This week, we sat down with D.A. Keeley, author of the Peyton Cote Novels. His most recent, Fallen Sparrow, was released in early June.
Midnight Ink: How long have you been writing?
D.A. Keeley: I wrote my first “book” when I was six. I wrote a story one weekend, bound it with string, and told the librarian at Readfield Elementary School I wanted her to put it on the shelf. She did, God bless her. I sold my first novel when I was 29. My first five were under my own name (John R Corrigan), my sixth was under KA Delaney, and now I’m DA Keeley writing about Peyton Cote, a US Border Patrol agent and a single mom.
MI: What influence have other authors had on your writing?
DAK: As a dyslexic, reading never came easy. I had a great middle-school teacher who told me to read “something” every day. I read The Hockey News cover to cover every week. In high school, my mother handed me Robert B. Parker’s Ceremony. I remember hitting the passage “It’s a way to live. The rest is confusion” and thinking, What a great summary of detective fiction. I read everything Parker wrote, then moved to Chandler, and Connelly, and Hemingway, and—you get the idea. A highlight (along with being a finalist for a Maine Literary Award this year) was having Mr. Parker blurb my first novel Cut Shot. I learned so much about writing by reading the Spenser novels and listening to them on audio. It impacted not only what I write by how I write: I listen to every word I write using text-to-speech as part of my editing process.
F. Scott Fitzgerald, Toni Morrison, Fyodor Dostoevsky, Hemingway, and Philip Levine are all writers I adore.
MI: If you weren’t a writer, what would you be doing?
DAK: I turned down a minor league hockey tryout to go to grad school. Maybe I’d be kicking around a rink sharpening skates.
MI: If you have a job outside of writing, what is it?
DAK: I teach and chair the English department at Northfield Mount Hermon School, and I’m probably the only crime writer on the planet who is a dorm parent to 60 teenage girls.
MI: What is your favorite thing to do when you’re not writing or working?
DAK: Anything with my three daughters and wife. We spend as much time as a family as we can at Old Orchard Beach, Maine, body surfing and playing on the beach.
|D.A. Keeley's daughter Audrey with Schnoodle Edie|
MI: Who is your favorite mystery sleuth and why?
DAK: Spenser is probably tops. Although, that’s like asking a little kid what his favorite sport is—my answer changes depending on who I’m reading right now (which, by the way, is Naomi Hirahara).
MI: Do you have a favorite murder case from a book (either yours or another author’s)?
MI: What was your inspiration for this series? Tell us about Peyton Cote.DAK: When I lived in Presque Isle, Maine, I played hockey on Sunday nights with Customs and Border Protection agents. That led to ride-alongs with a CBP agent. I learned so much from those—details that I hope add authenticity to the novels. I got a call from the CBP last summer saying these ride-alongs were no longer allowed, so I am indeed lucky to have had the opportunity. At the same time, I was teaching at Northern Maine Community College. And I was blown away by the will and determination I saw in the single mothers who attended my classes. I tried to create, in Peyton Cote, a woman with these attributes. Peyton is an accomplished agent and a single mom who struggles to balance both of those worlds. She's got an ex-husband who drives us all crazy, and a highly traditional mother who thinks she failed because she raised a daughter who carries a gun. As the series progresses, Peyton's love life gets more interesting, and her homelife more complicated, two aspects of the series I love writing.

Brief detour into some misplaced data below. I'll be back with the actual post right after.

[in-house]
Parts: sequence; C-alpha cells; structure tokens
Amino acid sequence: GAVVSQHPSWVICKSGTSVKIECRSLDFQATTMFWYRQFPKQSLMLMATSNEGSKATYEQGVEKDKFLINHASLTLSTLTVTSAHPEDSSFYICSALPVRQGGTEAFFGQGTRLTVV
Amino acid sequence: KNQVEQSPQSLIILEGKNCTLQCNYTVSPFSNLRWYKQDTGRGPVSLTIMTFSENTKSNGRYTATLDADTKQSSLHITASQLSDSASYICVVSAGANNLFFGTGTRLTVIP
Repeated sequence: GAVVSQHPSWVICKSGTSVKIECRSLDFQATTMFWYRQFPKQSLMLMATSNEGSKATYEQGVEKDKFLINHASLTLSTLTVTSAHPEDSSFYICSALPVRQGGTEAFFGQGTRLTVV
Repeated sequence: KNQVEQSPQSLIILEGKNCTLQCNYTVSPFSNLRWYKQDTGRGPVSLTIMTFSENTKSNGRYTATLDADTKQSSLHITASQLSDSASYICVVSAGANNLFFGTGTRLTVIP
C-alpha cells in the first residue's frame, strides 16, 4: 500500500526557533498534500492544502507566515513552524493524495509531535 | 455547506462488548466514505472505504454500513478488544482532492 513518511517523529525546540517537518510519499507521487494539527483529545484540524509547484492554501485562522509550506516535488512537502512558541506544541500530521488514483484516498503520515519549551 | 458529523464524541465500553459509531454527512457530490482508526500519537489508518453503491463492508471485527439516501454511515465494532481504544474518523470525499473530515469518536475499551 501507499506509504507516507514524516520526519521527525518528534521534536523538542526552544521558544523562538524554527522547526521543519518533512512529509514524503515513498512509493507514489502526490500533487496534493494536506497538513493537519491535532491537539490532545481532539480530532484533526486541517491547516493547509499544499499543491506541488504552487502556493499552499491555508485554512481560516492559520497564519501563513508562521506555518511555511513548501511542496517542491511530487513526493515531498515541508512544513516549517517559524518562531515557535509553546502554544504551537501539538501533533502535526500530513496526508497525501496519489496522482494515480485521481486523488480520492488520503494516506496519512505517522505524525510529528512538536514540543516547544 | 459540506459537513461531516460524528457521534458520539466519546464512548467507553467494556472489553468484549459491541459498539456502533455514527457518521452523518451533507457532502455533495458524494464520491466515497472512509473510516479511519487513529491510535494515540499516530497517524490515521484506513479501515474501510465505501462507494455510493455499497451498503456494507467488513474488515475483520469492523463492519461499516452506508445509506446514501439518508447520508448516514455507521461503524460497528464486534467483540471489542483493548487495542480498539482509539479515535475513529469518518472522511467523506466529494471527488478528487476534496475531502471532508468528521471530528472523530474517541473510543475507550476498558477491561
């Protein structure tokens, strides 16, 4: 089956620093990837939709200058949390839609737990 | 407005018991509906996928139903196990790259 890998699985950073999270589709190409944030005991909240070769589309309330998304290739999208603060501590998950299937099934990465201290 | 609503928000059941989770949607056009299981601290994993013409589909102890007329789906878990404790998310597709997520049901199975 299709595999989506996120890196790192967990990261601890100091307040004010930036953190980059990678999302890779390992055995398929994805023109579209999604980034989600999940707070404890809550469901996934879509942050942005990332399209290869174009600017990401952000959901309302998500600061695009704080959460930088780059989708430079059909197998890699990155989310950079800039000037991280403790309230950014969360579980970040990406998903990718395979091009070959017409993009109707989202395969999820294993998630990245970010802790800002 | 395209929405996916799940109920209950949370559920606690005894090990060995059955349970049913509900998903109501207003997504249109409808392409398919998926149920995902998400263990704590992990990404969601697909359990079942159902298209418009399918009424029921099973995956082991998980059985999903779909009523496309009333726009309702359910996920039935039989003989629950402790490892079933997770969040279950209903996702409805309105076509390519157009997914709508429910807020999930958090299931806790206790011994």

MI: How does this series compare to your past works?
DAK: The “procedural” qualities are similar to my Jack Austin PGA Tour novels, in that I research my butt off to make sure things are authentic. I am VERY lucky to have Kevin Steven, former deputy chief of the CBP, serve as something of a technical consultant. He has answered emails for three years, telling me everything from whether or not agents tuck their pants into their boots, to his philosophy on the Texas border crisis. I've always strived to make my books authentic, and Kevin (and his wife and daughter, who read them) have been great resources.
I love writing series, seeing how the characters grow and change or time. But Jack is a lot like me. Peyton Cote, for obvious reasons, is not. But the books are similar in that I like to deal with the human condition. For instance, Fallen Sparrow is—to me—much more a book about lost friendship than a thriller.
MI: Do you have a pet? Tell us about him/her.
DAK: Edie (like the ice cream) is a two-year-old Schnoodle. I got her in Pennsylvania. Left a 2 a.m., arrived at an Amish farm a 9 a.m., paid, stayed 30 minutes, and drove home. Got back at 2:30 that afternoon and had her at the bus stop to surprise my daughters by 3. I highly recommend the book The Art of Raising a Puppy by the Monks of New Skeet. This book makes me look like a much better dog trainer than I am.
MI: What food could you live off of for the rest of your life?
DAK: Sandwiches. Red Hook beer.
MI: Do you have a favorite recipe?
DAK: Garlic steak.
MI: What’s your favorite part about being an Inker?
DAK: I LOVE working with Nicole and Terri. I’ve been on this treadmill for nearing 20 years, so I know how lucky I am to work with an editor and publisher who treats my books as if they were their own.
Fallen Sparrow is available online and in bookstores now!